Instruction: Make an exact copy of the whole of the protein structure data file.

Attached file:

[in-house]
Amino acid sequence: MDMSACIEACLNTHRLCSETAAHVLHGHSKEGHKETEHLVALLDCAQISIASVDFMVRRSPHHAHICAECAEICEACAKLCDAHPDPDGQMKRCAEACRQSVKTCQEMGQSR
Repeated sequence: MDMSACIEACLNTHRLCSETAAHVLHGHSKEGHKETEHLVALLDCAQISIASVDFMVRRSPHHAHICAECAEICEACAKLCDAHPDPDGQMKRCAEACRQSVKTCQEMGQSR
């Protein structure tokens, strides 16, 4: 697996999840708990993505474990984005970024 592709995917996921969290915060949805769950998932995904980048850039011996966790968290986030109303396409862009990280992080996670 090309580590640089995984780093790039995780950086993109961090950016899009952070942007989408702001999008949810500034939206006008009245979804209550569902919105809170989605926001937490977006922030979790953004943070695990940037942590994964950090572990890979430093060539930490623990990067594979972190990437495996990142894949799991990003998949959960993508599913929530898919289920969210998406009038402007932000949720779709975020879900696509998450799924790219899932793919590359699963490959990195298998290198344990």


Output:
[in-house]
Amino acid sequence: MDMSACIEACLNTHRLCSETAAHVLHGHSKEGHKETEHLVALLDCAQISIASVDFMVRRSPHHAHICAECAEICEACAKLCDAHPDPDGQMKRCAEACRQSVKTCQEMGQSR
Repeated sequence: MDMSACIEACLNTHRLCSETAAHVLHGHSKEGHKETEHLVALLDCAQISIASVDFMVRRSPHHAHICAECAEICEACAKLCDAHPDPDGQMKRCAEACRQSVKTCQEMGQSR
């Protein structure tokens, strides 16, 4: 697996999840708990993505474990984005970024 592709995917996921969290915060949805769950998932995904980048850039011996966790968290986030109303396409862009990280992080996670 090309580590640089995984780093790039995780950086993109961090950016899009952070942007989408702001999008949810500034939206006008009245979804209550569902919105809170989605926001937490977006922030979790953004943070695990940037942590994964950090572990890979430093060539930490623990990067594979972190990437495996990142894949799991990003998949959960993508599913929530898919289920969210998406009038402007932000949720779709975020879900696509998450799924790219899932793919590359699963490959990195298998290198344990």